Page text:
Jamaica Patois Wisdom – The Elderly

by Jefferson David Tant

The Jamaican Patois dialect is colorful, unique, and humorous. It is my desire to share some of the philosophy shown in this mix of colorful phrases that are witty as well as thought-provoking. I hope the readers both profit and enjoy. In my quarter-century plus of teaching there, I have come to appreciate some things about their culture.

Patois: Mi ole but mi nuh cowl

English: I am old, but I am not cold

Meaning: Being elderly does not rob one of his or her pleasures.

From what I have seen in the Scriptures, I have not found passages explaining our spiritual retirement or pension benefits when we get older while still living this side of eternity. I have seen too many who seem content to sit idly by and twiddle their thumbs while they “enjoy” their retirement. Oh, they are faithful in attending the assembly, but that is the extent of their involvement. I recognize that some have physical conditions that certainly restrict them, but there are others who have strength and ability that can be put to good use in the kingdom.

As newlyweds, my wife and I worked in a little village among the Choctaw Indians in Pushmataha County, Oklahoma. Among the members of the small congregation were Pappy and Mammy Osbourn. Hospitality was a part of their service. Though in her 80s, Mammy prepared dinner every Sunday and invited someone to come. Pappy took it upon himself to be sure all the songbooks were in the racks after the services, and always made sure that visitors were welcomed. One Sunday when someone forgot to pick them up, Harry Pickup, Jr. was on his way to preach that Sunday and found them out on the road hitch-hiking.

Don Sadler was one of our faithful members at Roswell, and even though he suffered from Parkinson’s disease, he was always present and had some laminated cards made up with some encouraging Bible passages on them.  His widow, Jo, is still with us and often has an encouraging word, and regularly sets aside some funds to share with those who are in need.

Margaret Head is our resident angel, and for years has helped in caring for the sick both at Roswell and back in Wichita, Kansas, where she formerly lived. She helped care for my parents in their last days on this earth, even though she was advanced in years herself.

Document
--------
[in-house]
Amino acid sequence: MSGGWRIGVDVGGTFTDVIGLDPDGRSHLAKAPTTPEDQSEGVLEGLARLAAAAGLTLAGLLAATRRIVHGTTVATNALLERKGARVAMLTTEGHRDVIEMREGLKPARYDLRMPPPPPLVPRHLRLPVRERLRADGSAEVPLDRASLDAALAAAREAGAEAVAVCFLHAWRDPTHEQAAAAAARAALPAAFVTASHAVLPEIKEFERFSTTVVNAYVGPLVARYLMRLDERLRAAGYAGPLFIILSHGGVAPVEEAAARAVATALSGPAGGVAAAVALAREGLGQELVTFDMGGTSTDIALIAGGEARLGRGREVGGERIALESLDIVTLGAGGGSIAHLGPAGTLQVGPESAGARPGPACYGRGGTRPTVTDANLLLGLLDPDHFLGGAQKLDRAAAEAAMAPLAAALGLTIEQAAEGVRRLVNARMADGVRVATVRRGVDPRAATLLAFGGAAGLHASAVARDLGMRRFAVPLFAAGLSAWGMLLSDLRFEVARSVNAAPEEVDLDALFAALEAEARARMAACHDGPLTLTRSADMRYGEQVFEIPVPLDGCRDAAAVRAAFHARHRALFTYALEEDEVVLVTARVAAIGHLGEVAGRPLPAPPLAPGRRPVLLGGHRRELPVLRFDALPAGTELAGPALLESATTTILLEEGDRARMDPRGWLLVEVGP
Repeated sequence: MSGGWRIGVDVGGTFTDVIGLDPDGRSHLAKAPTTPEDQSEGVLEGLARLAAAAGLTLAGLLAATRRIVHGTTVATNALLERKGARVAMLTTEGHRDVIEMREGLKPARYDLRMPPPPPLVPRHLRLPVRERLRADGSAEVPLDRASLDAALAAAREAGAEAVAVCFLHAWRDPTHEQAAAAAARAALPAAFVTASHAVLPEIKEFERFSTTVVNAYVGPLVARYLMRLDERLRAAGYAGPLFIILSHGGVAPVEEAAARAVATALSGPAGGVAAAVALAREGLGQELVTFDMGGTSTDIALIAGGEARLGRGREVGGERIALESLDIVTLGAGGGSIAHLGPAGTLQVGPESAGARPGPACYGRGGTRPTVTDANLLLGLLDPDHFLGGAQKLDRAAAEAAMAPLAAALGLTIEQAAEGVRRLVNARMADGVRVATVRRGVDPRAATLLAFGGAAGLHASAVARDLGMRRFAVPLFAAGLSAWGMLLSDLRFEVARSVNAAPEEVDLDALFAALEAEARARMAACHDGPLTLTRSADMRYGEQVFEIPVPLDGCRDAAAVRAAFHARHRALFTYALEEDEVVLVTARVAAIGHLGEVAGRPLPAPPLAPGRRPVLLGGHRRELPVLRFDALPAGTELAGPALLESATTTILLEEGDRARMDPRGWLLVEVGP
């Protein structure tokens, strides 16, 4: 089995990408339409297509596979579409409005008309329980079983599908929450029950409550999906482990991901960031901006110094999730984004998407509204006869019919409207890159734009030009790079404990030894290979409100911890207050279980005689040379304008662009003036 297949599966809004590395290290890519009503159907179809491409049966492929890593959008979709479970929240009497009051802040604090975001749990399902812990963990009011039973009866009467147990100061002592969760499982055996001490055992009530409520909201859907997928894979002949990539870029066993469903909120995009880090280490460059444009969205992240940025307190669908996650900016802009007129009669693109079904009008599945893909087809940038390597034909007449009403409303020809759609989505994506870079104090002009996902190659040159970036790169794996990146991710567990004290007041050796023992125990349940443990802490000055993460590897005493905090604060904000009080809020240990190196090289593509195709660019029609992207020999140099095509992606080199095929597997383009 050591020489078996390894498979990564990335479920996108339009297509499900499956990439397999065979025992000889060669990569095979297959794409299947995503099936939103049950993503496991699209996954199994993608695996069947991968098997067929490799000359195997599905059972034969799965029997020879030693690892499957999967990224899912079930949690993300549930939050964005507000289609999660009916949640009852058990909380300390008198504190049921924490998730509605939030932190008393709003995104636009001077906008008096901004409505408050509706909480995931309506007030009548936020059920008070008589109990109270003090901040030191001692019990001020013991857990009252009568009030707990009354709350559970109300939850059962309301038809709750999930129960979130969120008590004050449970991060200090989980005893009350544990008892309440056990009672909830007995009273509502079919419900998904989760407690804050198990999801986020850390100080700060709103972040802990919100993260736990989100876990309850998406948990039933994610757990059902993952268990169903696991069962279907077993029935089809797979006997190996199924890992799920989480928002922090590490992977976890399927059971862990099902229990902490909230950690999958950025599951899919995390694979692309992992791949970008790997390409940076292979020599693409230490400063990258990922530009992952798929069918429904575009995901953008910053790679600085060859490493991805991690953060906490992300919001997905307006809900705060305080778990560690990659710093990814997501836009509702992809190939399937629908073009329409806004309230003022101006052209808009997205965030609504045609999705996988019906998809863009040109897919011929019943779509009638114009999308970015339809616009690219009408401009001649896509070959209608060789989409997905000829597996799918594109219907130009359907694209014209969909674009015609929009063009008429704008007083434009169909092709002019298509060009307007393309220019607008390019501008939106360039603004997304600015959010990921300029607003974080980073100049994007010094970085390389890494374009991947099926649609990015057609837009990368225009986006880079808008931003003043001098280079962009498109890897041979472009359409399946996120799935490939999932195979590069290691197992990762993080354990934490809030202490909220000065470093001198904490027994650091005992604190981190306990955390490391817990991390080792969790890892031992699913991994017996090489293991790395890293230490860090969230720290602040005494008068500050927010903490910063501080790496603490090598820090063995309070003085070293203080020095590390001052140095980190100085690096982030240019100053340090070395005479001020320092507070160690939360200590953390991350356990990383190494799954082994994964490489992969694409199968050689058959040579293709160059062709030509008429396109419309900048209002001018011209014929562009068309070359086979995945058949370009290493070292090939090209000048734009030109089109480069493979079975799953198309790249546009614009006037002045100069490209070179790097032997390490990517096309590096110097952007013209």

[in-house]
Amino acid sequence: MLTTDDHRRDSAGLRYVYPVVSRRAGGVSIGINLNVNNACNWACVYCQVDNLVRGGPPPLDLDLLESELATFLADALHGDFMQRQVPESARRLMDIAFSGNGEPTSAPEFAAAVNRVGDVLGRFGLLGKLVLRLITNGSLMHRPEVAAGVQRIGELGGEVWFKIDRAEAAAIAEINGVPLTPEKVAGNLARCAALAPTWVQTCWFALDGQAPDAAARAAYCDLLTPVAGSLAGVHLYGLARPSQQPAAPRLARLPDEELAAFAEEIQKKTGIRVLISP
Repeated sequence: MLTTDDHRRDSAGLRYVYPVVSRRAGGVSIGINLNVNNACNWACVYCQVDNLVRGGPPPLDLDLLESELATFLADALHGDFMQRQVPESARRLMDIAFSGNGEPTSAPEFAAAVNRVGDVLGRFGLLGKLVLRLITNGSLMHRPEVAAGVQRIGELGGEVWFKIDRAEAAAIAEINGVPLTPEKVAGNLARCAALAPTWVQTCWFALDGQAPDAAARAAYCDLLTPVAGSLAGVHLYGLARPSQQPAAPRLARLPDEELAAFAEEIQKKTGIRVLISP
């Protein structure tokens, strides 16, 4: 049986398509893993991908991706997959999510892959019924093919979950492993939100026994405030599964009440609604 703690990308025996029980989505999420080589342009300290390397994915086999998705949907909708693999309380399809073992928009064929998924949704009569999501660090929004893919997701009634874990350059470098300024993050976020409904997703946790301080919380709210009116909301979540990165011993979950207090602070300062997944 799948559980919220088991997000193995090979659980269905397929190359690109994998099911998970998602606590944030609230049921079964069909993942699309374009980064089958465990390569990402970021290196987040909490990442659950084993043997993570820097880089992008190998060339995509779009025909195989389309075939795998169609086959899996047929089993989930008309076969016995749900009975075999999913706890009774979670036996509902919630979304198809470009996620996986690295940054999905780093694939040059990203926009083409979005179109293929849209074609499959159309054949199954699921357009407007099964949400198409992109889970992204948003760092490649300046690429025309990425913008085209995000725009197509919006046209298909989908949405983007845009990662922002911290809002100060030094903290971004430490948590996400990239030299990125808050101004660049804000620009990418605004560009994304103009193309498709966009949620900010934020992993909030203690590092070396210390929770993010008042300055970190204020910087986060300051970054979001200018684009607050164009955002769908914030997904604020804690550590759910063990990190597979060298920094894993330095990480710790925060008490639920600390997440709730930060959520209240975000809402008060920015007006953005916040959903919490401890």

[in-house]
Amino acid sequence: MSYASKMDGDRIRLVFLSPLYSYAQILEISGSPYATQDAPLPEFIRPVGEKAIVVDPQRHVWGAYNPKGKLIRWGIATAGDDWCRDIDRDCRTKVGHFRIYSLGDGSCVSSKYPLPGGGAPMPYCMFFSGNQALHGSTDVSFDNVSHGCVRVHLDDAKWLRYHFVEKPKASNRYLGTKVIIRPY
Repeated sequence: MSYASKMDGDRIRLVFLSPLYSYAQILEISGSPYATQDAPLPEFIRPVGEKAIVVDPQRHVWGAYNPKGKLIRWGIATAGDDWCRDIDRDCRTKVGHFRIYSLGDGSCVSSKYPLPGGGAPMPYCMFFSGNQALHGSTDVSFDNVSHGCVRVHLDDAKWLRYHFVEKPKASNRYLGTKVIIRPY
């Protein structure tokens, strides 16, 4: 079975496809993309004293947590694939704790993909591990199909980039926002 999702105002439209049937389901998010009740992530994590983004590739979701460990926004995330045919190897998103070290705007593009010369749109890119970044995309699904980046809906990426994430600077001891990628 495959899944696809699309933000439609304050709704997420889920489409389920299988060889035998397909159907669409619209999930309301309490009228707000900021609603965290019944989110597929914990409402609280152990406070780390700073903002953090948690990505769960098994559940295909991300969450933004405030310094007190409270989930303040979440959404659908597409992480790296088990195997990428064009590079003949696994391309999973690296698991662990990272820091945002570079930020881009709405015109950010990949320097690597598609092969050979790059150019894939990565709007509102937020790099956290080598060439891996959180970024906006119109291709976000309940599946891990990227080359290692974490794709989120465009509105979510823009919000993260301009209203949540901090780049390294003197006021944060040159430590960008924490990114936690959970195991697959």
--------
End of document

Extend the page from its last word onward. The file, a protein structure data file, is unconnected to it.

Terry Cocson was a man we knew in the Philippines. He was crippled, and could only take 6-inch steps. I learned he had walked 4 hours to attend our preaching service. There was not a lot he could do, but his effort surely was an encouragement to many.

I knew of an older woman in Zimbabwe who had one leg amputated, but that did not seem to slow her down too much. She walked on crutches 12 miles to come to hear the gospel. What an example!

What can older folks do? They can use the telephone to call those who need encouragement. They can also write letters of encouragement. They can certainly pray for others. “The effective prayer of a righteous man can accomplish much” (James 5:16) They may take some younger person “under their wings” who could use some older wisdom. If they are able, they can visit the sick and shut-ins.

Abraham was 75 years old when he left Haran for Canaan. Moses was 80 years old when he led Israel out of Egypt. “The prophetess, Anna was advanced in years and had lived with her husband seven years after her marriage, and then as a widow to the age of eighty-four. She never left the temple, serving night and day with fasting and prayers” (Luke 2:36)  Truly, there is pleasure in serving and God values the aged. “A gray head is a crown of glory; It is found in the way of righteousness” (Proverbs 16:31).

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